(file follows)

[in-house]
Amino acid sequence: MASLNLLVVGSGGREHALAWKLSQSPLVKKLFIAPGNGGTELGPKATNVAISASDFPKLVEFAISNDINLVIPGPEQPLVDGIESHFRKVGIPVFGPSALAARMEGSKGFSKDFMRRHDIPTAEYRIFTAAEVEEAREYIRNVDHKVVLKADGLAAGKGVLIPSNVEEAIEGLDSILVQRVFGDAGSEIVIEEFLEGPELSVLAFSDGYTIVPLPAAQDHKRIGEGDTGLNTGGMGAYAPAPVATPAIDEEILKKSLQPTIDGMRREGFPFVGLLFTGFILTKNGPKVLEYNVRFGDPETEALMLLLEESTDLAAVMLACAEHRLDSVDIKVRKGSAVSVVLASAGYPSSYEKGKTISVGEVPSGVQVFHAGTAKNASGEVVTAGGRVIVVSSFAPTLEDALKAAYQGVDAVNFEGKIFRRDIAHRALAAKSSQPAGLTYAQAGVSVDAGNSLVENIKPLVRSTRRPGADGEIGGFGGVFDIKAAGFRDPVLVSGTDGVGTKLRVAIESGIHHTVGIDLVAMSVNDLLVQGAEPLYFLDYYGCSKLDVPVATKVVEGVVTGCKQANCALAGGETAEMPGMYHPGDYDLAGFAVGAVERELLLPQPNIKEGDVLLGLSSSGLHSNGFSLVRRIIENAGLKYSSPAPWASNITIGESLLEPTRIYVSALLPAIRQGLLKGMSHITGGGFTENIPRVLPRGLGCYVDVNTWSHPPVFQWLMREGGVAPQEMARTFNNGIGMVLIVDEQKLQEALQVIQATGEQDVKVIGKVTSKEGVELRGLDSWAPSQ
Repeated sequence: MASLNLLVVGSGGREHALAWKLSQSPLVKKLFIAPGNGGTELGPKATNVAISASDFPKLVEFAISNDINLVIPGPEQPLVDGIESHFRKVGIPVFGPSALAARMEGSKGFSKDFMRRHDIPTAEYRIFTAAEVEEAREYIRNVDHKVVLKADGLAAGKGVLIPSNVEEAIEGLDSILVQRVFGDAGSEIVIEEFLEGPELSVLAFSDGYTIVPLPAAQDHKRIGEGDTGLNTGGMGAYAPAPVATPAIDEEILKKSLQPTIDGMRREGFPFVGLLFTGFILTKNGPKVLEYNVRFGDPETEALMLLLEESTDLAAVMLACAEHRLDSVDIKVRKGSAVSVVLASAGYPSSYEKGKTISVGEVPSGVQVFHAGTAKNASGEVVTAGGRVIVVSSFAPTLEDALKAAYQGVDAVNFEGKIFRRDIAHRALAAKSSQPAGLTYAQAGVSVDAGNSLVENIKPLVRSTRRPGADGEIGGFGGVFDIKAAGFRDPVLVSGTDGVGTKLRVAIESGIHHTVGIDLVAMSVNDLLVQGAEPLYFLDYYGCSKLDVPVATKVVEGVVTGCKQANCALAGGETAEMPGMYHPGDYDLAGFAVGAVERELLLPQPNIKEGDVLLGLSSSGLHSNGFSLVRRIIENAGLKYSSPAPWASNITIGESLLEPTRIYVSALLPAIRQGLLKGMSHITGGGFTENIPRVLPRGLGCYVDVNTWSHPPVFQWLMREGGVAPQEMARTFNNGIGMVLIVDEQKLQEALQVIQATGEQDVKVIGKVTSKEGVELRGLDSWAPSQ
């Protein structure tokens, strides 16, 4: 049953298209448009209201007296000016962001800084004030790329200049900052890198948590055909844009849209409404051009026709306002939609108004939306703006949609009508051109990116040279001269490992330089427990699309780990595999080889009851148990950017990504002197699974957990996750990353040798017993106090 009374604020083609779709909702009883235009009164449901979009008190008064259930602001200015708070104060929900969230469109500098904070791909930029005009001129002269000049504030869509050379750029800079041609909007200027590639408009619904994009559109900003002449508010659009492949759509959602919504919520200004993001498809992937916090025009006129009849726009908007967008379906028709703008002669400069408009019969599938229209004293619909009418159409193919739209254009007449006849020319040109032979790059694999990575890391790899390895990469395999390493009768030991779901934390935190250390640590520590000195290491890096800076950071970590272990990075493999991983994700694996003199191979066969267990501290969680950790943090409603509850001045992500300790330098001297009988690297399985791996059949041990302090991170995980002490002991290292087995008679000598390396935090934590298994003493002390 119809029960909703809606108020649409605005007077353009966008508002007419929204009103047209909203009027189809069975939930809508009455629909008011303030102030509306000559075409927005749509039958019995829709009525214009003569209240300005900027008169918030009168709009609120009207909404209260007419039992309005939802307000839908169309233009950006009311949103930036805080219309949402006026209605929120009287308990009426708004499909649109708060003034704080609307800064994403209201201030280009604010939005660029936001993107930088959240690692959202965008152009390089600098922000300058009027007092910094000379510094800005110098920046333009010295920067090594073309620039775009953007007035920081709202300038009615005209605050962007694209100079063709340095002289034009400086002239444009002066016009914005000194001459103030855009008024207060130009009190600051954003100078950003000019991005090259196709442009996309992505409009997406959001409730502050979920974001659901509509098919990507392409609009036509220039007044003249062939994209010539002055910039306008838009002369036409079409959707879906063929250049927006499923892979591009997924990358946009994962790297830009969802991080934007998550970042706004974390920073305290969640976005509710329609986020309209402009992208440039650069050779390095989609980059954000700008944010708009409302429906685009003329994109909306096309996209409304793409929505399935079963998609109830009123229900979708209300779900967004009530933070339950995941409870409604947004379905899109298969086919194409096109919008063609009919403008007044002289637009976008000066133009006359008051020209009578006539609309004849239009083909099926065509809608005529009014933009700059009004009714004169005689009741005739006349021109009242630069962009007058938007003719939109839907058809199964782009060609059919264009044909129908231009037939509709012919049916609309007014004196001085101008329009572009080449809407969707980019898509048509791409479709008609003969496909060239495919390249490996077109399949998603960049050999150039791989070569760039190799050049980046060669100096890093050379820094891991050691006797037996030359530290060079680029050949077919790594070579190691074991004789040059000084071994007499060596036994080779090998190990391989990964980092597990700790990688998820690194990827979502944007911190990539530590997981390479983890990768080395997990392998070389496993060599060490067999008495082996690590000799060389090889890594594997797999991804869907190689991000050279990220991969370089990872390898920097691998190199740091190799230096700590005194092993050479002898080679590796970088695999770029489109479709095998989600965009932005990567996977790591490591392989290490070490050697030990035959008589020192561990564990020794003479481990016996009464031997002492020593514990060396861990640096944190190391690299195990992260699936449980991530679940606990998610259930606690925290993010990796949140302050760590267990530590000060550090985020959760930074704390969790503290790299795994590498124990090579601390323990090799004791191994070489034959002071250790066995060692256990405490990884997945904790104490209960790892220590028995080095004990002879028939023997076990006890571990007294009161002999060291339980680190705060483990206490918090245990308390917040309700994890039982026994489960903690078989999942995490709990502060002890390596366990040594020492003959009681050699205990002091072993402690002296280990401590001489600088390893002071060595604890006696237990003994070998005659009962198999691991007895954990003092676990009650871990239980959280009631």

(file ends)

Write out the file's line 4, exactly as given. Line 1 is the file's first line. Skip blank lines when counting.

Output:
């Protein structure tokens, strides 16, 4: 049953298209448009209201007296000016962001800084004030790329200049900052890198948590055909844009849209409404051009026709306002939609108004939306703006949609009508051109990116040279001269490992330089427990699309780990595999080889009851148990950017990504002197699974957990996750990353040798017993106090 009374604020083609779709909702009883235009009164449901979009008190008064259930602001200015708070104060929900969230469109500098904070791909930029005009001129002269000049504030869509050379750029800079041609909007200027590639408009619904994009559109900003002449508010659009492949759509959602919504919520200004993001498809992937916090025009006129009849726009908007967008379906028709703008002669400069408009019969599938229209004293619909009418159409193919739209254009007449006849020319040109032979790059694999990575890391790899390895990469395999390493009768030991779901934390935190250390640590520590000195290491890096800076950071970590272990990075493999991983994700694996003199191979066969267990501290969680950790943090409603509850001045992500300790330098001297009988690297399985791996059949041990302090991170995980002490002991290292087995008679000598390396935090934590298994003493002390 119809029960909703809606108020649409605005007077353009966008508002007419929204009103047209909203009027189809069975939930809508009455629909008011303030102030509306000559075409927005749509039958019995829709009525214009003569209240300005900027008169918030009168709009609120009207909404209260007419039992309005939802307000839908169309233009950006009311949103930036805080219309949402006026209605929120009287308990009426708004499909649109708060003034704080609307800064994403209201201030280009604010939005660029936001993107930088959240690692959202965008152009390089600098922000300058009027007092910094000379510094800005110098920046333009010295920067090594073309620039775009953007007035920081709202300038009615005209605050962007694209100079063709340095002289034009400086002239444009002066016009914005000194001459103030855009008024207060130009009190600051954003100078950003000019991005090259196709442009996309992505409009997406959001409730502050979920974001659901509509098919990507392409609009036509220039007044003249062939994209010539002055910039306008838009002369036409079409959707879906063929250049927006499923892979591009997924990358946009994962790297830009969802991080934007998550970042706004974390920073305290969640976005509710329609986020309209402009992208440039650069050779390095989609980059954000700008944010708009409302429906685009003329994109909306096309996209409304793409929505399935079963998609109830009123229900979708209300779900967004009530933070339950995941409870409604947004379905899109298969086919194409096109919008063609009919403008007044002289637009976008000066133009006359008051020209009578006539609309004849239009083909099926065509809608005529009014933009700059009004009714004169005689009741005739006349021109009242630069962009007058938007003719939109839907058809199964782009060609059919264009044909129908231009037939509709012919049916609309007014004196001085101008329009572009080449809407969707980019898509048509791409479709008609003969496909060239495919390249490996077109399949998603960049050999150039791989070569760039190799050049980046060669100096890093050379820094891991050691006797037996030359530290060079680029050949077919790594070579190691074991004789040059000084071994007499060596036994080779090998190990391989990964980092597990700790990688998820690194990827979502944007911190990539530590997981390479983890990768080395997990392998070389496993060599060490067999008495082996690590000799060389090889890594594997797999991804869907190689991000050279990220991969370089990872390898920097691998190199740091190799230096700590005194092993050479002898080679590796970088695999770029489109479709095998989600965009932005990567996977790591490591392989290490070490050697030990035959008589020192561990564990020794003479481990016996009464031997002492020593514990060396861990640096944190190391690299195990992260699936449980991530679940606990998610259930606690925290993010990796949140302050760590267990530590000060550090985020959760930074704390969790503290790299795994590498124990090579601390323990090799004791191994070489034959002071250790066995060692256990405490990884997945904790104490209960790892220590028995080095004990002879028939023997076990006890571990007294009161002999060291339980680190705060483990206490918090245990308390917040309700994890039982026994489960903690078989999942995490709990502060002890390596366990040594020492003959009681050699205990002091072993402690002296280990401590001489600088390893002071060595604890006696237990003994070998005659009962198999691991007895954990003092676990009650871990239980959280009631």